Embitterment has large implication on LEO productivity, career satisfaction, job performance, citizen complaints, and officer health. It grows slowly as a function of career experience perceived support, and critical incident debriefing and peer support are vital to officer longevity.  Mentoring in the field and supervisory support reduce officer isolation and sometimes powerful feelings of negativity that can fester over time according to Polizoti, 2018.  Ostensibly, resilience is the opposite of embitterment. Have you ever worked with someone who rolled with the punches – literally and figuratively?  They can have felony cases dismissed in court and remain nonplussed maintaining a positive attitude and a “better luck next time” belief system.  
Lethal Self-Injury – Acquired Ability
The final risk factor involves a gradual desensitization to pain and human suffering according to Joiner (2009). Over time, exposure to repeated violence, homicide, intimate partner violence, and other “salient fearsome experiences”, the self-preservation instinct gradually disintegrates into a residual fearlessness in the face of life threatening danger and an acquired capacity to ignore the horror and humility of violence with a higher tolerance of pain and substantive capacity for suicide (Joiner, 2007).
Joiner believes that the capacity for suicide is acquired over time from the repeated exposure to trauma such that the reaction to horrific traumatic events, e.g. domestic homicide, loses the ability to evoke a normal emotional response and habituates to a decreased emotional reactivity, a higher tolerance for pain, and a fearlessness in the face of death. Given this proclivity toward feeling “numb” in the face of high levels of violence, over time researchers look for protective factors such as reducing isolation and more frequent debriefing after every critical incident rather than wait until LEO coping goes the way of attachment and perceived support. 

References
Sadulski, J. (2017). Promoting Police Resilience through Peer Support. Law Enforcement. Blog post taken November 20, 2018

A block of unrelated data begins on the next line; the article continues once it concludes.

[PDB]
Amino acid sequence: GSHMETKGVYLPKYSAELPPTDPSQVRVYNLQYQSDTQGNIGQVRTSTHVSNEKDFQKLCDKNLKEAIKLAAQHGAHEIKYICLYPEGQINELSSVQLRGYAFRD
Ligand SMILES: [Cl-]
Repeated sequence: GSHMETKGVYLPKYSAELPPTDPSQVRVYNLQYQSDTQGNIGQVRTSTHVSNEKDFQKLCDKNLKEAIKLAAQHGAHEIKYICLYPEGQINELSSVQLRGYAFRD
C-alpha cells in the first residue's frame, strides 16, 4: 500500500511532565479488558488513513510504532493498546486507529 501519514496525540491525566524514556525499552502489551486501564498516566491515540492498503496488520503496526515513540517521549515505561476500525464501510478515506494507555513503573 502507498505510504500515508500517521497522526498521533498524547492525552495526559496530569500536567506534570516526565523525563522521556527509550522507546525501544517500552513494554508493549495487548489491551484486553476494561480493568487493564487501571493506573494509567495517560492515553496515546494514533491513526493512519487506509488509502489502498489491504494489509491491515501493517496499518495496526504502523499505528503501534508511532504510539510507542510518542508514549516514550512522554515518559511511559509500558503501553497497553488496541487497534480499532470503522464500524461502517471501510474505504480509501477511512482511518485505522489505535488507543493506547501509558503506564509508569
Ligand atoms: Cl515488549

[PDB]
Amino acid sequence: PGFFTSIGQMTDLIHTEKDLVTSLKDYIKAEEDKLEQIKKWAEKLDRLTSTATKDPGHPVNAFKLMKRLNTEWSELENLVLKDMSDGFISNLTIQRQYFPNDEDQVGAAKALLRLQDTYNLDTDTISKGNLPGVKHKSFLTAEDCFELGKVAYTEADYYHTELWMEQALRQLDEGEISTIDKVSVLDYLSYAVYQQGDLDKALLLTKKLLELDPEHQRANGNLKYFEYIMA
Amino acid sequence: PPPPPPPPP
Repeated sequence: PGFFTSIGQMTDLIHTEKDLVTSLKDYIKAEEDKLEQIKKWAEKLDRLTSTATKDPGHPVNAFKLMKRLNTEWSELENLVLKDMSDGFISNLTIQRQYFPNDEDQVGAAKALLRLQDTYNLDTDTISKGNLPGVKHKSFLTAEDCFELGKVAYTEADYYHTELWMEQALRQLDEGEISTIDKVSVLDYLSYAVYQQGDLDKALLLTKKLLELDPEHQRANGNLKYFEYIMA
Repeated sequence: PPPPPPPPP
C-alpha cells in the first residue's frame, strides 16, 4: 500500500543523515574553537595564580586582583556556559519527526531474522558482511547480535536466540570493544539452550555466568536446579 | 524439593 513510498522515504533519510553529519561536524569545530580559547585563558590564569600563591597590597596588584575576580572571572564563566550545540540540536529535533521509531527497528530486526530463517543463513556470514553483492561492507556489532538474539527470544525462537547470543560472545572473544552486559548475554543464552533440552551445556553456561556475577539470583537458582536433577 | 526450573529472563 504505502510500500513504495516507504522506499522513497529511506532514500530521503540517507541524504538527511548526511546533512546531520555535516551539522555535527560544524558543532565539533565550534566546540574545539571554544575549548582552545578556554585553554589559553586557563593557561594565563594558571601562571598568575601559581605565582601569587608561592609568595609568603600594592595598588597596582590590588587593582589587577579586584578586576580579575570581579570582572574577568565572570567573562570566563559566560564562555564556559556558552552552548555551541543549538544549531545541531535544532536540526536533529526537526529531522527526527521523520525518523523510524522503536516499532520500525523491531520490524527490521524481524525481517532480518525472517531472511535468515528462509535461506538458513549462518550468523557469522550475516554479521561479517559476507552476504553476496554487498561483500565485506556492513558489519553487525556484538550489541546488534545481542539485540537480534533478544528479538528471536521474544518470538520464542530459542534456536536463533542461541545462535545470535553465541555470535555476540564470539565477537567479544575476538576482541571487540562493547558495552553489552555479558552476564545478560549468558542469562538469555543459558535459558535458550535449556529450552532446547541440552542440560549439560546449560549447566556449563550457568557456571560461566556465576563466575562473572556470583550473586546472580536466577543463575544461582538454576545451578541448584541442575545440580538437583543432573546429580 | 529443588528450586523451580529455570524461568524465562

Joiner, T. (2009). The Interpersonal-Psychological Theory of Suicidal Behavior: Current Empirical Status. Science Briefs, APA, June.
Polizoti, L. (2018) Critical incident resilience training. Personal correspondence, September.

 



Forensic Mental Health: Contemporary Issues and Interactions Involving Justice-Involved Persons with Mental Illness

neacjs-logo-US-left-colorv21-300x251WESTBOROUGH, MA April 30, 2017 The Northeastern Association of Criminal Justice Sciences has announced the date for its upcoming annual conference to be held in Rhode Island at Roger Williams University in Bristol.  The conference will be held on June 7-10 2017.

The topic this year is Forensic Mental Health: Contemporary Issues and Interactions Involving Justice-Involved Persons with Mental Illness that has been in the news when it comes to police encounters with those so afflicted.  In Massachusetts alone over 120 people thought to suffer with mental illness have been involved in lethal force situations with law enforcement between 2008-2016.  The program is still being drafted but I have been invited to present the Psychological Autopsy as a Forensic Tool along with my colleague Brian Gagan and co-author of the Psychological Autopsy of Steven Lake – Dexter,

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Dr. Sefton discussing psychological autopsy of Steven Lake with coauthor Brian Gagan (left)

Maine Homicide-Suicide in 2011.

Police are building bridges and throwing life savers

WESTBOROUGH, MA  – March 30, 2017  Police officers are being trained in crisis intervention techniques across the country and Canada. This training offers plenty of practice role-playing scenarios that come directly off of the call sheets affording a reality-based training opportunity. I recently spent time riding with members of the San Antonio PD mental health unit and have the greatest respect for the officers with whom I rode.  In contrast, some departments regularly have highly trained clinicians riding with officers bringing expertise in mental illness and abnormal behavior across the thin blue line.  It is thought that by sharing knowledge at working with unpredictable, drugged out, psychotic and delusional and angry who police encounter on a daily basis better outcomes may be achieved. No single model is best and all are still in the growing stages of establishing protocols for bringing those most disturbed individuals in from the margins. More and more officers are receiving CIT training every year.